"It's OK, it's July" is something you hear a lot as an intern. But you quickly learn that it means different things coming from different people:
Other EM residents run around to pick up the slack that us slower members of the herd create...they see the sick patients, the low-acuity urgent care cases and manage to keep things from grinding to a halt. When they look bedraggled, and I've chased them down to ask them how to get in touch with ultrasound for the 4th time that shift they give a look of "it's ok, it's July" before their answer.
Nurses/techs/CIMs mean that you've done something wrong to screw with their universe. Putting a chart in the wrong slot, forgetting one of the 700 boxes you have to check to discharge a patient, not filling out the discharge med rec correctly, ordering something that doesn't exist...basically not knowing how to move efficiently about the department. Usually this is said with a sigh, but sometimes it will have a note of contempt in it.
Fellow interns use it as an expression of commiseration and bonding: e.g. I only saw 4 patients last night, or I got out 2 hours after my shift or I created a new sepsis treatment protocol called delayed early goal directed therapy... the proper answer is "it's ok, it's July".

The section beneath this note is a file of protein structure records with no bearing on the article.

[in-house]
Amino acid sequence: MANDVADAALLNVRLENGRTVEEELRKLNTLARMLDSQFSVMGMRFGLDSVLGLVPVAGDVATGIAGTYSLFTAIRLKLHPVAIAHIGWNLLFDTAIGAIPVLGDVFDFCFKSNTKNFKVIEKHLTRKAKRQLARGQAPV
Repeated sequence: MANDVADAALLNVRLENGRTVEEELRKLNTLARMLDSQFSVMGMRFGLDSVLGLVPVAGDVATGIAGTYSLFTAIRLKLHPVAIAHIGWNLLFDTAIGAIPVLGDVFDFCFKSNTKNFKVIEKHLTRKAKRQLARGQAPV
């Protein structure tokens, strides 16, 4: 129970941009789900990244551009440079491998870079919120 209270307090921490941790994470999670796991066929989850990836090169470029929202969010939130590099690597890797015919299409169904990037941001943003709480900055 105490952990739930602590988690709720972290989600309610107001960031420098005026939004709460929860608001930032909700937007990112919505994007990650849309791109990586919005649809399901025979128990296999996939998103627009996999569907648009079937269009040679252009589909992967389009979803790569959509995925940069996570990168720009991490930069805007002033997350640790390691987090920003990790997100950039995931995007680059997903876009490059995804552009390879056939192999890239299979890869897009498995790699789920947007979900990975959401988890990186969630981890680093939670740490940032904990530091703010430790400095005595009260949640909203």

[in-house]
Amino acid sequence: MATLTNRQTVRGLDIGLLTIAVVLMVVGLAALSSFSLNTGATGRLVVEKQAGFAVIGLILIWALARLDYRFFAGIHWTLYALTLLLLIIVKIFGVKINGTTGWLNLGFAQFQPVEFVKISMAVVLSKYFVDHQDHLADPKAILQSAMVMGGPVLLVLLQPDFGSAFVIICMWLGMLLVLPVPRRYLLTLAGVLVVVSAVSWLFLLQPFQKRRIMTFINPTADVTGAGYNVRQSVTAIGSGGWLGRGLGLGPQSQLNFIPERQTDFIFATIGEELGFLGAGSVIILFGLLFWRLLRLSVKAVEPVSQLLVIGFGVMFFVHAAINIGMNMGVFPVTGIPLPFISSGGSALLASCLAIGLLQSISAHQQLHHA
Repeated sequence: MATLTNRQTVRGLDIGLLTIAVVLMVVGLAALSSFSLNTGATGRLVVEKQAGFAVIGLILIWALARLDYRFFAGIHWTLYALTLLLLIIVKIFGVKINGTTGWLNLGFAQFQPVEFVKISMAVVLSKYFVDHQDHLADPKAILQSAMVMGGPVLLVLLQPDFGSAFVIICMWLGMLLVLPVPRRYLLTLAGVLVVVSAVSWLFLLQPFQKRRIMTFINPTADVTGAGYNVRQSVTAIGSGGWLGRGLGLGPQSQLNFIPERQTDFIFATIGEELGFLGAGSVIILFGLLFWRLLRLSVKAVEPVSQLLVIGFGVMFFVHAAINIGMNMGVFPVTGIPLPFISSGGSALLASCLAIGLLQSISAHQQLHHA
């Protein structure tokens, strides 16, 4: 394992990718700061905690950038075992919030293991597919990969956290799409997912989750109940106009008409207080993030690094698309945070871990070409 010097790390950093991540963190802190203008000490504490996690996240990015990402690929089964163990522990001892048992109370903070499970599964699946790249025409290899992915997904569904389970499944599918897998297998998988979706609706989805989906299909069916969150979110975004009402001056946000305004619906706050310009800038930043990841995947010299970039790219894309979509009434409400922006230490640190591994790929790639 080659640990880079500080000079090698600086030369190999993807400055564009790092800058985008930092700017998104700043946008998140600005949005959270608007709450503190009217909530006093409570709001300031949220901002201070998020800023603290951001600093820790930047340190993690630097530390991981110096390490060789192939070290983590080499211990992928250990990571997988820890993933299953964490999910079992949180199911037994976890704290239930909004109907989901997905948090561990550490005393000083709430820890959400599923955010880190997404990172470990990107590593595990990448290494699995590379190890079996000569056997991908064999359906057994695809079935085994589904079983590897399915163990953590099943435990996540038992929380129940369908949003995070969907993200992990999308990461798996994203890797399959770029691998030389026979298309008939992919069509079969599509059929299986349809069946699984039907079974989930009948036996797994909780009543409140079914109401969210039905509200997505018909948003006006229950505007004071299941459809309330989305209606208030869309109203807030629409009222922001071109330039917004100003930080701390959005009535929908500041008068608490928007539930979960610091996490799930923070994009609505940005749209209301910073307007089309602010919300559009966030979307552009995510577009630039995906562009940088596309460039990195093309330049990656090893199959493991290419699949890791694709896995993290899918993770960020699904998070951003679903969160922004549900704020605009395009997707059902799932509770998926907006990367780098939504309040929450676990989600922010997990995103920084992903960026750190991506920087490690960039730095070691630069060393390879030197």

Admitting/consulting residents will fully understand the fact that you are fresh meat and the weakest member of the ED herd. They will separate you from the pack, jump on you when you show any signs of weakness in your story and disembowel you over the phone...and you have to take it because...it's July.
EM Attendings, those blessed souls, find themselves running around doing 3x the normal work to be hyper-vigilant over the us new docs who could seriously injure/kill patients and aren't credentialed to do any of our own procedures. I chase them down 100 times a night to run my patients by them with some half-baked plans and dispos and they just look at me with that slightly more tired look and say "it's ok, it's July".
August is just around the corner and looks about 100 times better for all levels of the health care profession.